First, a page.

This parable is, in part, an illustration of us.  If God were to throw a party, into which category would we fall? Would we be the friends and rich neighbors?  Or, would we be the poor, crippled and lame?  The friends and rich neighbors would be expected to return the favor.  How can we return any favor to God?  We can’t.  We would certainly fall into the category of poor, crippled and lame.  This is our category because we cannot earn God’s favor.

This parable is also our calling.  We are to live like God.  We are to surround ourselves and befriend those who cannot hope to give us anything in return.  We are to mimic what God has already done for us.  We are to give freely to those who cannot reciprocate.  Yet, how many of our relationships are based on the idea of reciprocation?

Question: What kind of expectations do you have for friends?   What happens when they do not meet your expectations?

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A Long Season – Pastor Mark

Posted by on Aug 24, 2015 in Blog | 0 comments

A Long Season – Pastor Mark

Being the long-time Twins fan that I am, I have been excited about their surprising showing.  “Go Twins!”  But when they go into a slump, which they did the first part of June, I found myself thinking, “OK, here they go…back to reality.”  So I was interested when one of the veteran players was asked, “How does this team handle losses?”  His response wasn’t what I expected, but it was good.  He said, “Baseball is a game where you can lose 62 games in the season and still make the playoffs.  It’s a 162 game season.  Losing 62 games means you won 100!  So we don’t let it get us down and we’ll go out there tomorrow and play our best and have fun.”

That attitude is a good one to take into your life as a Christian.  You are going to lose some “games” – a lot of them, in fact.  But if you let your losses take away your joy, if you take every defeat personally, you won’t be able to go out “the next day” and live for Christ.  For example, there’s a challenge in 1 Peter 3:15 that says, “Always be ready to give an answer to everyone who asks you to give the reason for the hope that you have.”

There are days when I walk away from a conversation and think to myself, “I could have said it so much better.”  It can really feel like I struck out.  But I can’t quit.  I replay the conversation in my mind.  I think about what I could have done differently.  I try to listen to my “Coach” and determine to do better the next time.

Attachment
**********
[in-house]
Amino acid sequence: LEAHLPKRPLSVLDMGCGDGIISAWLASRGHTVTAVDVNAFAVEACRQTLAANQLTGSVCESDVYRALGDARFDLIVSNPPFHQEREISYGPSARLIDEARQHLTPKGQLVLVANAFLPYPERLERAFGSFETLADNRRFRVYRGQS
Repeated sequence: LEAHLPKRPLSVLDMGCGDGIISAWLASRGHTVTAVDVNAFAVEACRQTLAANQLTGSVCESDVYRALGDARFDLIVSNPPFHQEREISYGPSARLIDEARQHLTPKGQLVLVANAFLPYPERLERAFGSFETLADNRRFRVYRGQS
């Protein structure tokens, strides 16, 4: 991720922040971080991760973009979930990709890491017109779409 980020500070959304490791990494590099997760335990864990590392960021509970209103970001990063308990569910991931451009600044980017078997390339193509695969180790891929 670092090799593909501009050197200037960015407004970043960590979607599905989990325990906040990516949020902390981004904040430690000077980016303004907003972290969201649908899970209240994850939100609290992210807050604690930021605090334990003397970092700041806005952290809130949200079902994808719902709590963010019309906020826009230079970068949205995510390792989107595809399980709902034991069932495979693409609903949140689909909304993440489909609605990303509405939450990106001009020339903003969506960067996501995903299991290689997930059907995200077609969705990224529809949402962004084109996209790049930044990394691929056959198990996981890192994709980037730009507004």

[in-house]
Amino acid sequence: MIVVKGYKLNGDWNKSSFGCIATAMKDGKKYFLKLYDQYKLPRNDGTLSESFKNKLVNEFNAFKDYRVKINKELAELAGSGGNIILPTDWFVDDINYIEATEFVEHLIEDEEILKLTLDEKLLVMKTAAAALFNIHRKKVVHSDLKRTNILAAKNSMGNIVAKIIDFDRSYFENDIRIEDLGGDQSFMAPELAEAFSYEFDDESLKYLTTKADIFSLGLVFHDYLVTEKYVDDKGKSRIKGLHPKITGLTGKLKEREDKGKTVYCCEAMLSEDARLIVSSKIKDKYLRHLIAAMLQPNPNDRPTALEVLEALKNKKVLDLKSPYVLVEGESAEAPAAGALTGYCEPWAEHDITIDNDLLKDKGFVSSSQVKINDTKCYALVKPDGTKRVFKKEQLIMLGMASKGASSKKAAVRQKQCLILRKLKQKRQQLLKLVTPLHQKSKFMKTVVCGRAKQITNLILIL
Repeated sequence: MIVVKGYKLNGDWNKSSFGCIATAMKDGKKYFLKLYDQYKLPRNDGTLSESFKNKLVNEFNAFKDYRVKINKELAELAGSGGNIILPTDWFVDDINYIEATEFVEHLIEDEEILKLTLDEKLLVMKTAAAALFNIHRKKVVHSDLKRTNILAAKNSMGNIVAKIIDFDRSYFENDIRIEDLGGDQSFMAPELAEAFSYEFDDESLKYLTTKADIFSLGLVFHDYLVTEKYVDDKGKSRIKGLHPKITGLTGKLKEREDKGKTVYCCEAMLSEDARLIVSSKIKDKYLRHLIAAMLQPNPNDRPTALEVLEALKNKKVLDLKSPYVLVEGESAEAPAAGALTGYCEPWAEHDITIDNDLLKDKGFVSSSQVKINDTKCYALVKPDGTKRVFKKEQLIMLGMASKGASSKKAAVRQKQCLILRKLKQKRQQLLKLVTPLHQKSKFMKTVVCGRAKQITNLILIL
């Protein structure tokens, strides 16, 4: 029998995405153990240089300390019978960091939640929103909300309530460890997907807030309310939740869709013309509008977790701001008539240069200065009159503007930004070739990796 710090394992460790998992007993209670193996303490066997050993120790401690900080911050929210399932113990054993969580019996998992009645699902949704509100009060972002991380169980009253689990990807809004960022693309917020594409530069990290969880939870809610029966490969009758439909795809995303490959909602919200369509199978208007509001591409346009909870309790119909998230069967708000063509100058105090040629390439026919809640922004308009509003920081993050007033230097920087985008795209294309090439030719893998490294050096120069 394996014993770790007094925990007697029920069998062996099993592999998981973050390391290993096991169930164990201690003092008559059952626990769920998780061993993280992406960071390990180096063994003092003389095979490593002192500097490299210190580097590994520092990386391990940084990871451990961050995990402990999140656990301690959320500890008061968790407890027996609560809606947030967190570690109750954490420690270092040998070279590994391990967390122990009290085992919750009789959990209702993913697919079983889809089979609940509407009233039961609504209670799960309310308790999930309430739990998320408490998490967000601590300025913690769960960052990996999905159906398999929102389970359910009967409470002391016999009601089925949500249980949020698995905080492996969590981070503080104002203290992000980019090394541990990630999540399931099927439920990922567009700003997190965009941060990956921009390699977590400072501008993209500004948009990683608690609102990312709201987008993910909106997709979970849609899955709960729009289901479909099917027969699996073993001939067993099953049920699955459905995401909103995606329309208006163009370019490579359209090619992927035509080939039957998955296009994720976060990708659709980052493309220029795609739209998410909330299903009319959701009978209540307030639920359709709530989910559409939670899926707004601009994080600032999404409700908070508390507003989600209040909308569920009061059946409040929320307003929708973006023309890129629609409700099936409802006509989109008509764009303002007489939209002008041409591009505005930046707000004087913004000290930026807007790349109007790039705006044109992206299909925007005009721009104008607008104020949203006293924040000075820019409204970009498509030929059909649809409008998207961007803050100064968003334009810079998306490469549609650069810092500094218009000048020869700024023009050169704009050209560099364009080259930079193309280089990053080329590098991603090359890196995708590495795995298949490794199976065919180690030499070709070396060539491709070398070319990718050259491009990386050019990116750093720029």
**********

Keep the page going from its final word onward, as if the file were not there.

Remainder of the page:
So as we live this life as Christ-followers let’s remember that it’s a long season.  God isn’t expecting perfection.  He’s looking for a teachable heart and a willingness to keep “swinging the bat.”

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Where Does Jesus Come From? – Pastor Matt

Posted by on Jun 2, 2015 in Blog | 0 comments

Where Does Jesus Come From? – Pastor Matt

Where does Jesus come from?  This may sound like an odd question, but in actuality, the truth of the gospel hinges upon its answer.   The prof of its importance can be found in John chapter 7.  The religious leaders and the Jews are arguing and debating the place from which Jesus comes.  Their argument is logical: the prophets say the Messiah will come from a place no one knows.  If Jesus comes from galilee (a place many people know), than Jesus cannot be the Messiah.

Jesus rebukes them and cries out, “Yes, you know me, and you know where I am from.  I am not here on my own authority, but he who sent me is true.  You do not know him, but I know him because I am from him and he sent me.” 

Jesus does something amazing here.  He validates the truth of the prophets, and simultaneously shows that the religious leaders are misunderstanding the prophets. Jesus says they do not know his origins, not because they don’t know his hometown, but because they don’t know the one from whom he was sent: In other words, they don’t know God.

Our human hearts are laid bare in this scripture.  We become staunch in our own understanding rather than our relationship with God.   We want to have God, but on our own terms.  We want to know Jesus, but only based upon the knowledge we already possess.  It’s like falling in love and not expecting anything to be different.  The contrary is true.  Falling in love, by definition, is a falling away from our old selves into something new, leaving us different people.

And Jesus rightly says that they don’t know where he comes from because they don’t know the Father.  In other words, true knowledge is dependent upon knowing the Father.   If you don’t know the Father, you will not know the place from which Jesus comes.   Likewise, if we know the father, we don’t find comfort in what we know but in whom we know.